|Filed Under:||Education / Library & Research|
|Posts on Regator:||814|
|Posts / Week:||1.8|
|Archived Since:||August 13, 2008|
The unsteady political climate and unsure footing of American foreign policy has led many readers to find solace in books that they feel they can relate to: dystopian novels.
Several have sounded the alarm that information is disappearing. We’ve known for a long time that some of our oldest materials were deteriorating and that we needed to microfilm (now digitize) the items for preservation. What’s happening now is that new information is disappearing from current databases and resources.
In a recent commentary published in the Minnesota Star Tribune, Jacob Woods recalls a visit to the Latimer Central Library in downtown St. Paul, where he had a brief interaction with a man he presumed was homeless. The man had angrily...Show More Summary
A lot of us can recall stories and tales told to us by our grandparents when we were young. Many of us hung on to these oral histories and have retold them plenty of times to our children in the hopes that they, too, will keep the tradition going. Show More Summary
One of the most devastating things that can happen to a community is for its local library or museum to be permanently closed when they have proven to revitalize struggling communities, act as a commons or safe haven for community members, and act as a resource for individuals of all backgrounds and ethnicities.
President Obama shares how books helped shape and guide him in his path to the Presidency and beyond—and how he plans to pass that along.
In our hyperconnected, networked world, where information flows freely to devices with the tap of a finger, librarians are no longer the gatekeepers of information. Promoting our detective-like information-finding skills is important so people know they can still turn to us when Google can’t cough up a good answer. Show More Summary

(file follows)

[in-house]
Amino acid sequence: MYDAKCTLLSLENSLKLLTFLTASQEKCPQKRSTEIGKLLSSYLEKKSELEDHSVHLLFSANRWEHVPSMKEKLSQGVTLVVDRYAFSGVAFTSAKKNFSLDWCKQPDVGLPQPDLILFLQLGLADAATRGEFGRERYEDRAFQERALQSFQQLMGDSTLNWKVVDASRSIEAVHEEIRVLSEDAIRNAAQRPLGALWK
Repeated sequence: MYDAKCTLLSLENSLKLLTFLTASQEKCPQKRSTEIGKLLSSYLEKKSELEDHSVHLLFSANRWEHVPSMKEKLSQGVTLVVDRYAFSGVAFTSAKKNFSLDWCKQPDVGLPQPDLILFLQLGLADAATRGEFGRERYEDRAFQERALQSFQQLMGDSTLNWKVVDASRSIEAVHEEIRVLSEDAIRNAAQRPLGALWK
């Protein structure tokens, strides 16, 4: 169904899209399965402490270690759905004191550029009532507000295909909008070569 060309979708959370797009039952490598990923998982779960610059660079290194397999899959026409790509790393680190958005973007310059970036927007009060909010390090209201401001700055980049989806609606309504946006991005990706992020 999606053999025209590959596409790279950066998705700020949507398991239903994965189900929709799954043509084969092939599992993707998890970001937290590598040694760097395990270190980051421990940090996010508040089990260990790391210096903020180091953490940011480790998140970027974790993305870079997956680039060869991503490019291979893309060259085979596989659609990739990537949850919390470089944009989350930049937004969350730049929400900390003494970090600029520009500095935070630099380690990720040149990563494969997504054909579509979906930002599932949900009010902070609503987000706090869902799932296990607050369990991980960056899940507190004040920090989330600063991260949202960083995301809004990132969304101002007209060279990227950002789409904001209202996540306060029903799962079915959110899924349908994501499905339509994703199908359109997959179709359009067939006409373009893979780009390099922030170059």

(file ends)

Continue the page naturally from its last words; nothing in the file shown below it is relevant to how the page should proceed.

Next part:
With a new political climate in our country, and an economy that still hasn’t fully recovered from the crash in 2008, it’s safe to say that many of you building budgets will hear the phrase “based on a level fund scenario” (or something to that effect) when you are beginning your budget seasons. Show More Summary
While 77 percent of Americans have smartphones and nearly 50 percent have tablets, that doesn’t necessarily mean they know how to use them well. A recent international study shows nearly 40 percent of adults age 16-65 have little to no technology skills.
If you organize a great program at your library, there might be another library where it will also be a hit. Don't limit yourself to one library!
The Brooklyn Public Library is undergoing a technology upgrade. New York State Assembly members have secured $3 million in state funds to provide a suite of technology in every branch.
Literature becomes synonymous with fun at reading-themed parties and bars.
The Lawrence Public Library (LPL) in Kansas has started a new program for local patrons to help combat those pesky winter blues. LPL recognizes that many people suffer from Seasonal Affective Disorder (SAD) and have scheduled times in their auditorium for patrons to come in and soak up some light from therapy lamps that mimic natural outdoor light.
Wayfinding is a subject that planners and signage designers love, but nobody else understands. The word isn’t even in the Merriam-Webster dictionary.
Few were surprised when the Ferguson Municipal Public Library in Ferguson, Missouri was named the 2015 Gale/Library Journal Library of the Year. In an e-mail sent late last month to those who were so generous with their support of the...Show More Summary
We all know some strange things can happen in libraries, but a story out of the East Lake County Library in Sorrento, Fla., is leaving me scratching my head. A few staff members at the library decided to create a fake library patronShow More Summary
A new app gives Twin Cities library card holders access to free and discounted tickets to local cultural institutions.
American Graphics Institute, located in Woburn, Massachusetts has a wicked program for libraries. In this case, wicked is a good thing.
Booki Vivat’s exuberant Frazzled introduces readers to Abbie Wu, a wisecracking sixth grader struggling with the transition to middle school. Her two best friends have thrived in their respective activities, while at home she is bookended by a brilliant older brother and adorable younger sister. Abbie’s voice, by turns droll and vulnerable, is bolstered by Vivat’s […]
We have all heard that we are gatekeepers of information. This is true, but we must not forget that we are also gatekeepers of materials and services. Being that we have so much power and influence, our professional association, the ALA, has created a Code of Ethics and a Library Bill of Rights to give patrons inalienable rights as they use library resources.